Jay Cutler is the highest paid offensive player in the NFL this season, taking home a whopping $22.5 million in the first year of a 7 year deal he signed with the Bears last off-season. He's also leading the NFL in interceptions with 18 and has turned the football over 24 times this season.
Cutlers contract is a large number but looking at the breakdown it appears as though he is protected through 2015, with a cap hit of $16.5 million, the dead money if he was cut is a staggering $19.5 million. Obviously any team taking on the contract wouldn't cut him before the end of the 2015 NFL season anyway. Then if you wanted to move in a different direction, he could be cut after the 2015 season with only $3 million of dead money. The contract was heavily front loaded.
Here are the cap hits over the life of the contract:
2015: $16.5 Million
2016: $17 Million
2017: $16 Million
2018: $17 Million
2019: $20 Million
2010: $21.7 Million
If you wanted to keep him on his original contract, at least over the next three years, you're going to need to pay him a significant proportion of your cap. However he can be cut after 2015 with very little damage done. So that's the financial side of things to consider.
Now onto the playing side. This year Jay Cutler has thrown 18 interceptions, but he's also thrown 28 touchdowns. He is playing behind a horrible offensive line on a team who's defense is among the worst in the league. He completes over 66% of his passes and averages around 260 yards a game. Just how bad is the offensive line? He was sacked 7 times against the New Orleans Saints on MNF and has been sacked 36 times this season.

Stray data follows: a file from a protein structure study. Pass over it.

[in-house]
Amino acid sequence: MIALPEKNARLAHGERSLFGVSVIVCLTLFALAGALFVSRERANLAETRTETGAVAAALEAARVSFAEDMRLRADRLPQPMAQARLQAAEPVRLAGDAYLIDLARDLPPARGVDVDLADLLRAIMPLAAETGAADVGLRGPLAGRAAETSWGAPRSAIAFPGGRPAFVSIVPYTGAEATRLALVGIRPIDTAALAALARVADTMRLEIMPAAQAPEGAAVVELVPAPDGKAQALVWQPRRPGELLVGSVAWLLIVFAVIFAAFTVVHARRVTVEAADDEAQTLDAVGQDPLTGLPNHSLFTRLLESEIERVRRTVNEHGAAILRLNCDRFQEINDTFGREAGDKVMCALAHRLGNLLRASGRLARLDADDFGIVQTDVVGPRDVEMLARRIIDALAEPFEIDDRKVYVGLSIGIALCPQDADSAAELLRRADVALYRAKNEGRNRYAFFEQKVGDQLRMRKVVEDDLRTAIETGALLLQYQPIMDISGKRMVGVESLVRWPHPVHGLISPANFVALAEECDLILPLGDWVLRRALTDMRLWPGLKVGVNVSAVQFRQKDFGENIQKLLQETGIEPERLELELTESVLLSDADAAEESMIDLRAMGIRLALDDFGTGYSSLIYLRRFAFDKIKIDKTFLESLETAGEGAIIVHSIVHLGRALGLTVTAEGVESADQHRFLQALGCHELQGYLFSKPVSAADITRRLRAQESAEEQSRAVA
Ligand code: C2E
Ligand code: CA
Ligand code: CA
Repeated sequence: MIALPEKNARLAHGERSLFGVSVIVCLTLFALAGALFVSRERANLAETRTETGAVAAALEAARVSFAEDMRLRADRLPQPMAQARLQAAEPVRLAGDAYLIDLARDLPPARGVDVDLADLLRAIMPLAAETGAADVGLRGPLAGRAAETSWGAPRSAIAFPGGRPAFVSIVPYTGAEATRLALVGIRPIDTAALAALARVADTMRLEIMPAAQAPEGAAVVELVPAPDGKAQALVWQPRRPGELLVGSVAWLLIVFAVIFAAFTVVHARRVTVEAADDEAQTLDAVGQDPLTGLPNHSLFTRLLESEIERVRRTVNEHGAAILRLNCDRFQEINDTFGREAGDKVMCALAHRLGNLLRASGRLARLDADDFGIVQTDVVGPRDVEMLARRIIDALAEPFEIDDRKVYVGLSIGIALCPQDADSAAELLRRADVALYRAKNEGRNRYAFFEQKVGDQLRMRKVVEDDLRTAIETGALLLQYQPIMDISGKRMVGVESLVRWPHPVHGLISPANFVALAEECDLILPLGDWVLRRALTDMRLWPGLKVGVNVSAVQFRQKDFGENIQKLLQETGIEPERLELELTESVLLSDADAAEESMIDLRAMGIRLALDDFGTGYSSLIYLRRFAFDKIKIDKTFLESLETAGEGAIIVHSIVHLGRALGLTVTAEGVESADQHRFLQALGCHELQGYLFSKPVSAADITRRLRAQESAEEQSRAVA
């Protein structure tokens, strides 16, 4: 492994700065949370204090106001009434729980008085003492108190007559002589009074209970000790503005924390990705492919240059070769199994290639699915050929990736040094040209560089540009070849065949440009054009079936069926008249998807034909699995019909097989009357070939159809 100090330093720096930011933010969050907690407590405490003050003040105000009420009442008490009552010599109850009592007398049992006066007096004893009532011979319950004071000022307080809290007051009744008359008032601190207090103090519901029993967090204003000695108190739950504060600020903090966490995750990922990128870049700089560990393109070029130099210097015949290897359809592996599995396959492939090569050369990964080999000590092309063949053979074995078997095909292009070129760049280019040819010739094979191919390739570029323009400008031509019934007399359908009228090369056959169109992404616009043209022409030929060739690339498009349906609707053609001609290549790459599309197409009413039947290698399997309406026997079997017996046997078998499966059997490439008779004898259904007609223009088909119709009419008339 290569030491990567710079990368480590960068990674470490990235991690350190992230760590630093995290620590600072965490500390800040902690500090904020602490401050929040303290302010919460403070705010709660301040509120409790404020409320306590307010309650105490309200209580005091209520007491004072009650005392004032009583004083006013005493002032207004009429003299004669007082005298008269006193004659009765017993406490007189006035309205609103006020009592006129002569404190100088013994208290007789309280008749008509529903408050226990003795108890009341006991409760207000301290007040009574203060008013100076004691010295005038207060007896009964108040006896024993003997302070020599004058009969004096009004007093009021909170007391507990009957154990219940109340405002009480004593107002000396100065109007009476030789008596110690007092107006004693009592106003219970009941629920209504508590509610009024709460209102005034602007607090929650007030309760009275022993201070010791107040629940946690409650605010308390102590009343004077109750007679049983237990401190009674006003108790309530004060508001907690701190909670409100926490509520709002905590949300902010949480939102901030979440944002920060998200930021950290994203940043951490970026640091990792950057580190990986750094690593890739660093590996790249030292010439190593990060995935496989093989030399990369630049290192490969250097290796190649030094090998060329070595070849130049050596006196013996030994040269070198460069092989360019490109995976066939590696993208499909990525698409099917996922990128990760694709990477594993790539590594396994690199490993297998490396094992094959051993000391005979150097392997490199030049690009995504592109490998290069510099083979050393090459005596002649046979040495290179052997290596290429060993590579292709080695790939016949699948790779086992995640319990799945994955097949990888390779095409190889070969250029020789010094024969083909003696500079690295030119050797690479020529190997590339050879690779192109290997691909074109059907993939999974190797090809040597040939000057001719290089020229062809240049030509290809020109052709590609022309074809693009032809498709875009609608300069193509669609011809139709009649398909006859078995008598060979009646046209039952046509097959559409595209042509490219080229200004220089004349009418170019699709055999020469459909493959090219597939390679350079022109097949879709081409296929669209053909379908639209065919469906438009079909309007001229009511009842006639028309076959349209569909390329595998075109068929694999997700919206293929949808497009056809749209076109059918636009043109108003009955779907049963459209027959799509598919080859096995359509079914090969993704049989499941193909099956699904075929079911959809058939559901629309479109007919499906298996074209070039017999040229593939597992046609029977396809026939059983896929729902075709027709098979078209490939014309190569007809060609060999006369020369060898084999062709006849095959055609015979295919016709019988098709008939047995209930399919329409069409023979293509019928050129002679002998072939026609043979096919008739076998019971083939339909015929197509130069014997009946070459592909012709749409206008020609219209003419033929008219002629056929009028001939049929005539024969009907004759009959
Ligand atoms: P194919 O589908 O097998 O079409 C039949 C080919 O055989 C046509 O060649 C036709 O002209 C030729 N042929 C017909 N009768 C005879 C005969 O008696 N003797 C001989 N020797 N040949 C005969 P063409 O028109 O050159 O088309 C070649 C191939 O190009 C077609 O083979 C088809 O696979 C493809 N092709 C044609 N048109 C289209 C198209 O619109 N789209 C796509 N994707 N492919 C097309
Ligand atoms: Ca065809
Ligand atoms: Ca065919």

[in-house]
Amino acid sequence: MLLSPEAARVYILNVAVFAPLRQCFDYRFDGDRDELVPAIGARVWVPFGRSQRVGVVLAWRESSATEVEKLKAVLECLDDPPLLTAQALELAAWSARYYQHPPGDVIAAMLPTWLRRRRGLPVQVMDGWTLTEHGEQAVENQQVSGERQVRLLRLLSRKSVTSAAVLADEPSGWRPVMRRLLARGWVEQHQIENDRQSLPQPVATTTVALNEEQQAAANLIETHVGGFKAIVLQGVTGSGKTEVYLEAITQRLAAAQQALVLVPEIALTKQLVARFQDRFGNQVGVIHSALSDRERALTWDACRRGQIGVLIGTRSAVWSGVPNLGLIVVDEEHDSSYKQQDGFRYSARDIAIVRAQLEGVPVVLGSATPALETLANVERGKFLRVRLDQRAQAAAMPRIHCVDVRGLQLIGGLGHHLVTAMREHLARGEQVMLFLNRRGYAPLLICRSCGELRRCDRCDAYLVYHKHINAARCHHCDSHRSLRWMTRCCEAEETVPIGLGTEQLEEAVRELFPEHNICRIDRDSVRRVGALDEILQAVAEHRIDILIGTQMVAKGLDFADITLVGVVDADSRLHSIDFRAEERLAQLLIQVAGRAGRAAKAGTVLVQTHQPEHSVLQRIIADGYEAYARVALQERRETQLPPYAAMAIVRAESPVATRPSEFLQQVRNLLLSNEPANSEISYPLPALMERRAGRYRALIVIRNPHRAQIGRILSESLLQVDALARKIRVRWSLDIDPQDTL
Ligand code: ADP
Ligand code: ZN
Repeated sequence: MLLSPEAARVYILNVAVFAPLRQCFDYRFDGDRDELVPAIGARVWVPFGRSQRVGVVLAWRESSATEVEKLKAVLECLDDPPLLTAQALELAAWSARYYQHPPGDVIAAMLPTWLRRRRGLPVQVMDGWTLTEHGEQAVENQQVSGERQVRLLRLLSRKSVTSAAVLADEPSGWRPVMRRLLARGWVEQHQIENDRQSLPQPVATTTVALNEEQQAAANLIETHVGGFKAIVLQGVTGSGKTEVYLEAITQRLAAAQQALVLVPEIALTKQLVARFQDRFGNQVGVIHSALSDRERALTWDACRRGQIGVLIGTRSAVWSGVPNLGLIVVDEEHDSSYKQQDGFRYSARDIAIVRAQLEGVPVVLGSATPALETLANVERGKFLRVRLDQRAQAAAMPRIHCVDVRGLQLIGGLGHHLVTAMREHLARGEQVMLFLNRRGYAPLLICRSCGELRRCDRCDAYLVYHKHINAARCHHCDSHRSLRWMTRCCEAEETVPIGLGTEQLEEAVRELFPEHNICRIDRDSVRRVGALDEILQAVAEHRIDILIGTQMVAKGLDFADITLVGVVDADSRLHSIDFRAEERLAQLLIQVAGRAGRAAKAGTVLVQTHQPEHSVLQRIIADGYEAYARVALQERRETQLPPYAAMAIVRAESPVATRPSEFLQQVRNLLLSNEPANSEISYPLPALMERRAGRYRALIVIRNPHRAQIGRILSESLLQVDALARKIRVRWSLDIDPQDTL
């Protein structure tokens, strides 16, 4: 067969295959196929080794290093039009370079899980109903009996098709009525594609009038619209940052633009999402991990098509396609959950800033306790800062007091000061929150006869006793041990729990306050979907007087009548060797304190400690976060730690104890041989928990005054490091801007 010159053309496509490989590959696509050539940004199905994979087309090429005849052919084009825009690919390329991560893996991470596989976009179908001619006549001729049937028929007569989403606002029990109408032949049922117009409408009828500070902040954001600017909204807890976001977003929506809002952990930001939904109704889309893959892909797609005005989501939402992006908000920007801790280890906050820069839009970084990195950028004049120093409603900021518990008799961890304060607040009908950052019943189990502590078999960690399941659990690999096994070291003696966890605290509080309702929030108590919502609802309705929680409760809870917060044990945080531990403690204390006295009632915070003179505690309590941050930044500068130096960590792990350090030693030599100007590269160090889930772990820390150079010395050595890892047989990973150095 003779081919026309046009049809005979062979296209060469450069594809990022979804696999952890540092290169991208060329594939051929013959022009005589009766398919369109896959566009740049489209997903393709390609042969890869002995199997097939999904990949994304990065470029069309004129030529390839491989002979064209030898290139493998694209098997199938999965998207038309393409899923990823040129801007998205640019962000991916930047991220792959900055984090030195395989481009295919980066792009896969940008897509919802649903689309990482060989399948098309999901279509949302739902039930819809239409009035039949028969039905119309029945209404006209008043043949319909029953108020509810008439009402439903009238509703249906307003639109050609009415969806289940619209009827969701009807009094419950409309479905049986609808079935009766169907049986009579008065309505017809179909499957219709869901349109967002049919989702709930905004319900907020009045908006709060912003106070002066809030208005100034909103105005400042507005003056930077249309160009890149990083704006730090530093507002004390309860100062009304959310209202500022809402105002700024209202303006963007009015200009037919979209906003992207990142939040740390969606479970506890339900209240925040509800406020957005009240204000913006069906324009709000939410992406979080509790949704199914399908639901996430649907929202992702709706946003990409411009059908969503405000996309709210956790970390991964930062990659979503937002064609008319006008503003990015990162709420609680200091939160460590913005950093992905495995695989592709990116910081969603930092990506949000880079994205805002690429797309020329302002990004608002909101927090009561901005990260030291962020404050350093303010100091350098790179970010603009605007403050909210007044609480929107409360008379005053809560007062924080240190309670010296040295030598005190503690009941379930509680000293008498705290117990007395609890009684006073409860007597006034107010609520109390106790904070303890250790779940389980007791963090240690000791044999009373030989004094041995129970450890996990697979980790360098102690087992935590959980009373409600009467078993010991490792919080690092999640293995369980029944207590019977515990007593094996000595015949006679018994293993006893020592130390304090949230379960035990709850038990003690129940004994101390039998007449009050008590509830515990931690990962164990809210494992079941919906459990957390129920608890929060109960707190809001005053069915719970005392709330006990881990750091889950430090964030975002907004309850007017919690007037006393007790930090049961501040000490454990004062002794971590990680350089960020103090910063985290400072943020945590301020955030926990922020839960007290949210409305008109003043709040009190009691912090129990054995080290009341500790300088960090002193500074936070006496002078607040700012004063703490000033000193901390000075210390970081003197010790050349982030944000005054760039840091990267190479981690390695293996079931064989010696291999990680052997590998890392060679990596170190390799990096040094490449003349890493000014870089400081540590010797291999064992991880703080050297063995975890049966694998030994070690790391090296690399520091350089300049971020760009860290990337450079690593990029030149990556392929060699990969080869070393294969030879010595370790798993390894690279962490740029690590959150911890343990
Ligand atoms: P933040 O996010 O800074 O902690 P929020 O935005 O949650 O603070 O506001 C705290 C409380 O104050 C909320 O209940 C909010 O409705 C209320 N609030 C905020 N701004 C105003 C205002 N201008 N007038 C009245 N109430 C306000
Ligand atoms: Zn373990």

On the season the Bears have dropped 23 passes, which is a big number for a QB who's completing over 66% already. He does have some fantastic targets in Brandon Marshall and Alshon Jeffery and he knows how to utilise his tight end, finding Martellus Bennett 82 times for 864 yards and 6 touchdowns. Would bringing Jay Cutler in improve our receivers and tight ends?
The problem with Cutler is he has all the talent in the world, but he is the true definition of a gunslinger. He loves tossing the ball downfield and giving his receivers a chance to make big plays, unfortunately that also gives defensive backs the opportunity to make big plays. His touchdowns can be exceptional, his turnovers can be momentum changers. Do you take the good with the bad?
This is a really tough call. If you could nab Cutler for a 3rd round draft pick and a conditional future pick, would you do it? Someone will trade for Jay Cutler if the Bears make him available, would you like that to be the Jets?